Saturday Night: Barbara Manning and the Sleaze Tax at the Hemlock Tavern
Saturday, August 8, 2009
Electric folkie, indie-rock goddess, and baseball nut Barbara Manning must have been in the witness protection program. Or maybe she was farming alpacas in New Zealand. In any case, she's been largely absent from the S.F. live music scene for almost a decade. (It turns out she was getting a bachelor's in biology at Cal State Chico.) But you'd never know it, based on her rip-roaring set at the Hemlock with her new band the Sleaze Tax (formerly Sleestack).
Manning has played under many names throughout her long career. After stints in 28th Day and World of Pooh, she formed the SF Seals in 1992 (named for the long-defunct baseball team) and recorded the baseball-themed EP One Perfect Green Blanket. Lazier critics have compared her voice to Liz Phair's, but Manning can actually sing, unlike Phair's lower-register tunelessness. After several solo albums and guest spots with the likes of the 6ths, Stuart Moxham, and various Flying Nun stalwarts (David Kilgour and Chris Knox played on 1999's Live in New Zealand), she recorded two albums as the Go-Luckys with Flavio and Fabrizio Sternbach at the start of the decade before going on musical hiatus.
The Hemlock audience was a solid cadre of loyal fans, including one guy who was a dead ringer for The Onion's Jim Anchower in what looked to be an all-tabby-cat remake of the recently viral Three Wolf Moon t-shirt. Another wore a shirt declaring "Damn the Rules," while several tattooed princess brides, one in a tiara, were in evidence.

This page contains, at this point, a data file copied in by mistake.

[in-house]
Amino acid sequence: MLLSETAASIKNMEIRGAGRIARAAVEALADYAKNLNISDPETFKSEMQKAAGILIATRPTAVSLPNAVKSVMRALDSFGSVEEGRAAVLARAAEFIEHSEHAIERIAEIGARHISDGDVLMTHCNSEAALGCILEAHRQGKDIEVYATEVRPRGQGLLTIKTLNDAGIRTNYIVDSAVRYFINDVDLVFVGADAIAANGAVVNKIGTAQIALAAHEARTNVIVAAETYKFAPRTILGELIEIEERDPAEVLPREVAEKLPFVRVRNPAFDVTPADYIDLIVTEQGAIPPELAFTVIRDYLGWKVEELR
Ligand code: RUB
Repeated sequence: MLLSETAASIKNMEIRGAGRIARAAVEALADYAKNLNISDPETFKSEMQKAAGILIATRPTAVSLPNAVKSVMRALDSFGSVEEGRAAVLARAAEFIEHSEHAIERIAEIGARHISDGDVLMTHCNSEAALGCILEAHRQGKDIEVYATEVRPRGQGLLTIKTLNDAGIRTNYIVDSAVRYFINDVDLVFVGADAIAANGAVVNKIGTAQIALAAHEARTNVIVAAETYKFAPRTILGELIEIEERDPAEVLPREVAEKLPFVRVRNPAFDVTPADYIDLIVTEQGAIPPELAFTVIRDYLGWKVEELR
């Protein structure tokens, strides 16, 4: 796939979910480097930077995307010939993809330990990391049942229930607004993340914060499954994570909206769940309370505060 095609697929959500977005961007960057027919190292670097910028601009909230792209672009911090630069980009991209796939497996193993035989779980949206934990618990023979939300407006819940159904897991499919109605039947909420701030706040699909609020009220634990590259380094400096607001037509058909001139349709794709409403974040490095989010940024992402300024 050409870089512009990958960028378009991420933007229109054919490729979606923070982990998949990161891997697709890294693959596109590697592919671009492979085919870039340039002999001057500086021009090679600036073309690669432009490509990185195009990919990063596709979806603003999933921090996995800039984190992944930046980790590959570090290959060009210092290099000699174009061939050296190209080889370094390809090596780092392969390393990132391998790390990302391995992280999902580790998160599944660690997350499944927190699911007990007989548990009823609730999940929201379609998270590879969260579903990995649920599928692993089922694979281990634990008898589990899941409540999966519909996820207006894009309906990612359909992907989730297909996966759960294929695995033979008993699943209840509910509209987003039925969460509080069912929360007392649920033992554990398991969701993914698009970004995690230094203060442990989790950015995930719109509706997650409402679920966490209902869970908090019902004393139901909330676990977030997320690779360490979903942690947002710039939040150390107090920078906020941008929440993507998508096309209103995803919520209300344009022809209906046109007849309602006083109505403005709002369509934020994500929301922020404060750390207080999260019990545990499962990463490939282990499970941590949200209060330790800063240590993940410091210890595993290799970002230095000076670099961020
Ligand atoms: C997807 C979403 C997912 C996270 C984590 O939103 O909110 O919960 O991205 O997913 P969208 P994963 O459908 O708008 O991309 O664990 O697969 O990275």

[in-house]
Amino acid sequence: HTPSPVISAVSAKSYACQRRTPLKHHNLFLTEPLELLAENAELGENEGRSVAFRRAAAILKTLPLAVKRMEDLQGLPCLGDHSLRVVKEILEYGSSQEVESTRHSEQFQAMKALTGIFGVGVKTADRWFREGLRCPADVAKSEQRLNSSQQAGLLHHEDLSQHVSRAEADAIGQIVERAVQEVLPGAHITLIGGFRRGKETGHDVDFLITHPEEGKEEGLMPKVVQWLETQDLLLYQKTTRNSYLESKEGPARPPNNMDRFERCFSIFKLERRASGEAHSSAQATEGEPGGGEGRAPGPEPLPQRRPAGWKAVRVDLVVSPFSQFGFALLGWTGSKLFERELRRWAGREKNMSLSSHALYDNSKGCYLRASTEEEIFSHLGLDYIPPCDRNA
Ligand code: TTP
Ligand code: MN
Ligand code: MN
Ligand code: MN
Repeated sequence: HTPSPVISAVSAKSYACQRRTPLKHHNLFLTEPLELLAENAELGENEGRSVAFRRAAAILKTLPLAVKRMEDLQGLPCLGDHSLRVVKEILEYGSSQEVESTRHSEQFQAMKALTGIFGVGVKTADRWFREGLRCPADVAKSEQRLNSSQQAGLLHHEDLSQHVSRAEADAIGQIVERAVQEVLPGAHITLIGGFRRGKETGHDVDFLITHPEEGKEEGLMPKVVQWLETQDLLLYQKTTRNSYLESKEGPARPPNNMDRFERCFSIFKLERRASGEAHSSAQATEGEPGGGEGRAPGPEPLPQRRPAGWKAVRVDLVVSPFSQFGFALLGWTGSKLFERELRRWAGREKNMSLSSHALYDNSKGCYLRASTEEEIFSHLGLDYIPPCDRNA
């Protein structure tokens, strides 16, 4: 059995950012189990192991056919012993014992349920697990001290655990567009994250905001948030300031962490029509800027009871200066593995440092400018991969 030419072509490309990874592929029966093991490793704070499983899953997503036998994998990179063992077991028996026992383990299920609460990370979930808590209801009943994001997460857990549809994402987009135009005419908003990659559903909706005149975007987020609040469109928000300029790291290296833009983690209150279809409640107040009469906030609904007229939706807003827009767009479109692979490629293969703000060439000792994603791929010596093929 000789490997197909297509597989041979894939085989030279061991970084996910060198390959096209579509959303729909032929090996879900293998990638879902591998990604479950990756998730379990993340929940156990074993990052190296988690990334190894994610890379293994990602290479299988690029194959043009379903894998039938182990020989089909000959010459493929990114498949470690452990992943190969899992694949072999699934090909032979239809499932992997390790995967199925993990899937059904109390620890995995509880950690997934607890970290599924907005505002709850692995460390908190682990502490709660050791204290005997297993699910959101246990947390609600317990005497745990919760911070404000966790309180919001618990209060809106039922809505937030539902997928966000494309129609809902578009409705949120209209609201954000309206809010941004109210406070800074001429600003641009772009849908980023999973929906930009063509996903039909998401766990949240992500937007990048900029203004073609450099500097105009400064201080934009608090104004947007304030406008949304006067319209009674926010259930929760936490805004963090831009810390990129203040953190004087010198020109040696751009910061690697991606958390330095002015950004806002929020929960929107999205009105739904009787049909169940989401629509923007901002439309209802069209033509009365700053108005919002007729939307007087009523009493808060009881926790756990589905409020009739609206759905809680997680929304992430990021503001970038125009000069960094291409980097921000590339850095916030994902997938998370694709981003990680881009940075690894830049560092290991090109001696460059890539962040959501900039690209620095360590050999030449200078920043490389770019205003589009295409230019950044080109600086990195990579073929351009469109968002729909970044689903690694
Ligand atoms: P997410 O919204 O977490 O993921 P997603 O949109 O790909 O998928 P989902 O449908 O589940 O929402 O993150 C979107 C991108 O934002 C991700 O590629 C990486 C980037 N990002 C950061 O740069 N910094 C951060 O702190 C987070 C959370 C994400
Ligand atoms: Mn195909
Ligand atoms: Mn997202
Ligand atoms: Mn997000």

After several albums that showcased her folky, underproduced and acoustic side, Manning has decided to rock -- which was much appreciated by the crowd. The smiling singer took the stage in a geometric-print red, black, and white frock and proceeded to blow the audience's ears off with the help of Jason Wooten (guitar), Ginny (bass), and Mike Erpino (pounding the hell out of his drums). "We picked the Hemlock because we know how to make a small audience look big!" she declared.
"I Mean Nothing," a Go-Luckys song about the number zero, had an irresistible "doo doo doo" singalong chorus. The catchy but creepy "Ipecac" (an SF Seals song, from 1995's Truth Walks in Sleepy Shadows) was followed by a couple of Sleaze Tax originals on which Manning channeled her inner Courtney love, hollering "YOWWWWWWW! Get her out of the way!" During "Deep Sea Diver" (another Go-Luckys song), Erpino thumped his drums so frenziedly that one of his sticks flew out into the crowd.
The set was brutally short and fast. After Manning's announcement that the band had only two more songs was met with groans from the crowd, she relented. "That's the way they want 'em in Chico!" she teased. "But just 'cause you're so nice, we're gonna add one more song." Then the band played "Pulp," also from Truth Walks ("Kiss me where it doesn't show").
At the end, Manning sweetly thanked the audience. "Don't forget to take the bus home if you've had too much to drink," she warned.